Oh I am so sorry Dallas,I am afraid that is not the correct answer, Bert, tell him what he would have won!....OK seriously, Dallas has it mostly right. I am quoting here:
"Waterline''s affect on hull speed is theoretical and not absolute. As a hull goes faster, the bow wave stretches to the point where the bow and stern wave become on wave cycle, whose wavelength is equal to the waterline length. This brings us to wave theory. "
"The speed of a wave (in knots) is equal to the square root of the wavelength (in feet) multiplied by 1.34. If your boat has a waterline length of 32 feet, the theoretical hull speed is 7.6 knots. The waterline length is thought to limit the hull speed because if the boat goes any faster the stern waves has to move further back taking the trough between it and the bow wave along with it. As the trough moves aft, it causes the stern to drop, making the boat sail uphill."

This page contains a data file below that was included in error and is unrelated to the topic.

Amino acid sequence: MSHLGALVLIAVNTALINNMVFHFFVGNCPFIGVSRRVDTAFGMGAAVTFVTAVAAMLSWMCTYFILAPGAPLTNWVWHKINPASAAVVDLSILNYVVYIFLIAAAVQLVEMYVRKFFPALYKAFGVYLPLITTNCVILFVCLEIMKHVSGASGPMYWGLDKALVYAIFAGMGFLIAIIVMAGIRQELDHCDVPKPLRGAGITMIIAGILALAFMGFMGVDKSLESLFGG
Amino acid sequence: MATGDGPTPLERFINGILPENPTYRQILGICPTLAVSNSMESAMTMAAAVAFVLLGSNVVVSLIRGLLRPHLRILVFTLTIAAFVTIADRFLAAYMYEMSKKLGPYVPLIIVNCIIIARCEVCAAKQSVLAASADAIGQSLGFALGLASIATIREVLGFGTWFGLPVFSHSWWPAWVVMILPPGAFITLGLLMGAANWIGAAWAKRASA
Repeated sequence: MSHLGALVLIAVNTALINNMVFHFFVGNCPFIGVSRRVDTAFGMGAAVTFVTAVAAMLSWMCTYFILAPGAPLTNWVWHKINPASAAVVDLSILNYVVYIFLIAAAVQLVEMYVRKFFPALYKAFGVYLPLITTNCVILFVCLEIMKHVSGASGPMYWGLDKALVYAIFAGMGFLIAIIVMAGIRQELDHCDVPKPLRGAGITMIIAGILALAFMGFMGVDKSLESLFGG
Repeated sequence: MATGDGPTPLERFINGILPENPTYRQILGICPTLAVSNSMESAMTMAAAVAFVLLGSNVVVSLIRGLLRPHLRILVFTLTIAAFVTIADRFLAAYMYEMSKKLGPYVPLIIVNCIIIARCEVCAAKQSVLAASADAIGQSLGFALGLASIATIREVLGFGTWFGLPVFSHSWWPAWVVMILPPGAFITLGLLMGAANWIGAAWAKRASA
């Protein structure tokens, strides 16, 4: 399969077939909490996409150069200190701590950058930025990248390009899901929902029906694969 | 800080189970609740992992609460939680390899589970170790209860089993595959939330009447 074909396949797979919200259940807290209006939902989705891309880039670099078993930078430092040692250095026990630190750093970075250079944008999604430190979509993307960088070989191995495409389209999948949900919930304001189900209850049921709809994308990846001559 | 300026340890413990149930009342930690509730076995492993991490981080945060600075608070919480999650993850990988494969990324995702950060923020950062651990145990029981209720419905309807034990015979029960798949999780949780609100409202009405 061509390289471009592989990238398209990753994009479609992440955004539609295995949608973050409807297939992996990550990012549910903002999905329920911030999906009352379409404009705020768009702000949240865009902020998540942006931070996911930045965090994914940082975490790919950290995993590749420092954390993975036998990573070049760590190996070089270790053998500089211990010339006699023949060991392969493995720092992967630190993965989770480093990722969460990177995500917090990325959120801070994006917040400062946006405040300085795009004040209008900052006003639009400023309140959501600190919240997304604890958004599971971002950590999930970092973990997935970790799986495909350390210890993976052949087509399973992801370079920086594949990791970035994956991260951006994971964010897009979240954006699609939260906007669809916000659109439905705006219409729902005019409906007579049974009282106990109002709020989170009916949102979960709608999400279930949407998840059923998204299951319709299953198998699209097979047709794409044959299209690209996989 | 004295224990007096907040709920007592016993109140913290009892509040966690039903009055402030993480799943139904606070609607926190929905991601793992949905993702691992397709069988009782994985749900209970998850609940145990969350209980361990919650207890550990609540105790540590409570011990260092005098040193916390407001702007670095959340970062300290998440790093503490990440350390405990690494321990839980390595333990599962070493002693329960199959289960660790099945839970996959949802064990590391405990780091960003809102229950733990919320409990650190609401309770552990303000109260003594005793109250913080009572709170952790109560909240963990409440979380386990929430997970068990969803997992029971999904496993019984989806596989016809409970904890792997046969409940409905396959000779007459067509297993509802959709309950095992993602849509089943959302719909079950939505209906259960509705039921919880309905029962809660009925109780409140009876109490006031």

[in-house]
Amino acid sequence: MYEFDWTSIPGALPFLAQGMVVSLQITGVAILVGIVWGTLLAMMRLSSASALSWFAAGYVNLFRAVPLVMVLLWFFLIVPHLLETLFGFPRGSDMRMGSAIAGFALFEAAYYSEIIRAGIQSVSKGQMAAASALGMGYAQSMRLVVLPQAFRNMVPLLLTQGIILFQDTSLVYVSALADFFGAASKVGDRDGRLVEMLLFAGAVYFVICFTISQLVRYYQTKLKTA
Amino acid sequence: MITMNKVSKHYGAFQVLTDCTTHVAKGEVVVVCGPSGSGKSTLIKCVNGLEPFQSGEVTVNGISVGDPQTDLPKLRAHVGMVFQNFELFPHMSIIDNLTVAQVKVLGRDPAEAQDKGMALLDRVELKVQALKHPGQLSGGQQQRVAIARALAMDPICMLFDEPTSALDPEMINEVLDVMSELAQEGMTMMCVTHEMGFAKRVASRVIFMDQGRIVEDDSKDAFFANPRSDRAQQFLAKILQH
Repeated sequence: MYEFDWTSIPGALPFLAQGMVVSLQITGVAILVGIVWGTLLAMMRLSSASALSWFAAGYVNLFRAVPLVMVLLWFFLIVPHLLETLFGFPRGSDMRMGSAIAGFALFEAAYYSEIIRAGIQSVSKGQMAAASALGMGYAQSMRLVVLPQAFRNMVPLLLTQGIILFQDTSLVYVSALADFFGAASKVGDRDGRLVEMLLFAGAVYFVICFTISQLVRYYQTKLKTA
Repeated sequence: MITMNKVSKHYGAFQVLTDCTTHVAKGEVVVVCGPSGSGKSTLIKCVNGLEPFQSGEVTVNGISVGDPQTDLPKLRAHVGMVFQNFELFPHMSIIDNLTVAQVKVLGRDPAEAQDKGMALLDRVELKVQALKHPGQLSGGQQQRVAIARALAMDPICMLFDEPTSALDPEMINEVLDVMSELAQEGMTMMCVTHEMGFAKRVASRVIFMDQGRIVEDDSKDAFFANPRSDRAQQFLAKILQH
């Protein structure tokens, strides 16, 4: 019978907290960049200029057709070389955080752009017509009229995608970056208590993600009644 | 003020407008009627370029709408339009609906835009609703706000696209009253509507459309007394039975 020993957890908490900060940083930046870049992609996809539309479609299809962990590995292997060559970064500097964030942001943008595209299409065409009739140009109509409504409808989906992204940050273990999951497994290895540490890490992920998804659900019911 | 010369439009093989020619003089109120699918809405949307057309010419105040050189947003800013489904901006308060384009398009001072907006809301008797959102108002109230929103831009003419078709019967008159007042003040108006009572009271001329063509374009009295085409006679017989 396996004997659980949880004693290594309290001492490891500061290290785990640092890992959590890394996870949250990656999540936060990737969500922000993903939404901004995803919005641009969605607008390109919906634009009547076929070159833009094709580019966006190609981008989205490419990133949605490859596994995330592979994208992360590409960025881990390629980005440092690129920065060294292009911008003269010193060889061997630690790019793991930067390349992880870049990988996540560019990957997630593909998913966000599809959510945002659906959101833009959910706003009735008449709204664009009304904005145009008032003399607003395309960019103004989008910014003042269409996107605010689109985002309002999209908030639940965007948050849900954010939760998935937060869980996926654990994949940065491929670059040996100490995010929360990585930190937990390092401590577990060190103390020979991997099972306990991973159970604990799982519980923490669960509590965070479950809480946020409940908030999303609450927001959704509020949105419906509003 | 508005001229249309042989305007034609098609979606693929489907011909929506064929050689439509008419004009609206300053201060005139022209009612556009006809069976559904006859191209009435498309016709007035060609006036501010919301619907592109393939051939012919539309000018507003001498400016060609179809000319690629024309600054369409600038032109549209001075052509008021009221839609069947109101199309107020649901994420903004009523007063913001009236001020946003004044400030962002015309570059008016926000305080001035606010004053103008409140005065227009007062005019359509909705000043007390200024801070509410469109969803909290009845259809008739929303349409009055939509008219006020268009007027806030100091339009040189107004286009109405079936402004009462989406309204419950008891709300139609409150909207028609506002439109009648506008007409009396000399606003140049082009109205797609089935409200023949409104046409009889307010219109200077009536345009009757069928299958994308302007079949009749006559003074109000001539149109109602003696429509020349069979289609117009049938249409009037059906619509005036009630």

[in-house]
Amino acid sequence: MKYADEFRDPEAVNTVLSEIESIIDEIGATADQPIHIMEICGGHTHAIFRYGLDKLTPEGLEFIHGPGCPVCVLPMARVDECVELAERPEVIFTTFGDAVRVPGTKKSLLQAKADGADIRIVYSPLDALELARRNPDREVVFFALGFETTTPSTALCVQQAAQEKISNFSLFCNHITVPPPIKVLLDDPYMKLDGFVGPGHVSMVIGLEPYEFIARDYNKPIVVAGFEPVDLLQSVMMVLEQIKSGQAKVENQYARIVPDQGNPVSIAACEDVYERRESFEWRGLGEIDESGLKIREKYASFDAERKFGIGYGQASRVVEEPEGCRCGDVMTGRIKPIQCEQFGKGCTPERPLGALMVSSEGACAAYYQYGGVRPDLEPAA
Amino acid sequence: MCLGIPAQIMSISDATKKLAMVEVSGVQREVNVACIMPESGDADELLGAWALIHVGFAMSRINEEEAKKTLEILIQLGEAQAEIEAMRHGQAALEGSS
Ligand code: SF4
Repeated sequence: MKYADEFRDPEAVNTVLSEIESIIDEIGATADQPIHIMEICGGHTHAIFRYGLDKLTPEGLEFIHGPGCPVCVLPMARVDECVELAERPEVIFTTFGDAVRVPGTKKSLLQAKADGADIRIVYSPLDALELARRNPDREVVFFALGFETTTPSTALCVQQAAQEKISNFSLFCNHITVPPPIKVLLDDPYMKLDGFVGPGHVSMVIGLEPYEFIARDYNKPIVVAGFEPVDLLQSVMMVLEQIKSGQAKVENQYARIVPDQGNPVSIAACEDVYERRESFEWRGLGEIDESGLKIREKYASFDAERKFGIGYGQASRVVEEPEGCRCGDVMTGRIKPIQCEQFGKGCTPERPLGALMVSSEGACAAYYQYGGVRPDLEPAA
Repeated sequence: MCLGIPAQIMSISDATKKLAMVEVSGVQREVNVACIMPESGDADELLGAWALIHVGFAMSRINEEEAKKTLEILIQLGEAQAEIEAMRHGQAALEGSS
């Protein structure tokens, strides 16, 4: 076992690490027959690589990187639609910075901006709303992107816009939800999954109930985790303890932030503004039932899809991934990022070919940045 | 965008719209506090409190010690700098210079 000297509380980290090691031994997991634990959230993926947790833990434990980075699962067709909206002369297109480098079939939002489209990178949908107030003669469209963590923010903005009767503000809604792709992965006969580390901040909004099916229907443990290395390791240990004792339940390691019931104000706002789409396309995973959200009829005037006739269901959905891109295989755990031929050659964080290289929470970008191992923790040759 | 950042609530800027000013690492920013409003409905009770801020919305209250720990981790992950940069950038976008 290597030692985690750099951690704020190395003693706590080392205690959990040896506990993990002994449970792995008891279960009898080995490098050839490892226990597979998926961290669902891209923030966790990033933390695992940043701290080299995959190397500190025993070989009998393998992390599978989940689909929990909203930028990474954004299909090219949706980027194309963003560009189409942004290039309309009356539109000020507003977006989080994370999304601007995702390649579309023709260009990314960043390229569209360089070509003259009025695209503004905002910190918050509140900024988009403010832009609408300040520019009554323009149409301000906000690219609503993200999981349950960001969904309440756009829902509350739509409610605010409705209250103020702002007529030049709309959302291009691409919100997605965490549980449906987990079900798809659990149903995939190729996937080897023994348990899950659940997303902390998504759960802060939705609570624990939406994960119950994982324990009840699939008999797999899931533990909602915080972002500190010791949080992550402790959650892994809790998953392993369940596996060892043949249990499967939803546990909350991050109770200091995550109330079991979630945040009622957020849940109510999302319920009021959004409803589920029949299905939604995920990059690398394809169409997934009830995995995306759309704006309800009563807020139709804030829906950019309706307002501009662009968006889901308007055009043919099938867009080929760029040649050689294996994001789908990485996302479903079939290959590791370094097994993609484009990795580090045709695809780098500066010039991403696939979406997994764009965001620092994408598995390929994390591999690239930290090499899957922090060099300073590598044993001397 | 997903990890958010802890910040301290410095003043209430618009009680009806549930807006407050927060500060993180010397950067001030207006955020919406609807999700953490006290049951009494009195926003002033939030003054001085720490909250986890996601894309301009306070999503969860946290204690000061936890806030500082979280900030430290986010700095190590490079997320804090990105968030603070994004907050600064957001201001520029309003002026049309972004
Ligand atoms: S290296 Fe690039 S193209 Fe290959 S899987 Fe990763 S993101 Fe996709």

"Except for planning designs, sailboats typically can''t generate enough power to go any faster and climb their own bow wave. But a boat with extra volume in the stern can exceed its theoretical hull speed because the extra bouyancy prevents the stern from dropping into the trough. By the same token, a fine-ended design might not achieve its theoretical hull speed if buoyancy in the stern is insufficient." (Written by Steve Killing and Doug Hunter)
In looking at the more recent data it is not all that unusual to achieve speeds that are 1.5 times the square root of the waterline. It is harder to achieve higher speeds upwind since there are generally less drive upwind than when reaching. My boat generally goes upwind in windspeeds over 10 knots at 1.5 to 1.6 times the square root of her waterline at wnd angles as close a s50 degrees true. Newer more efficient designs will often do better than that.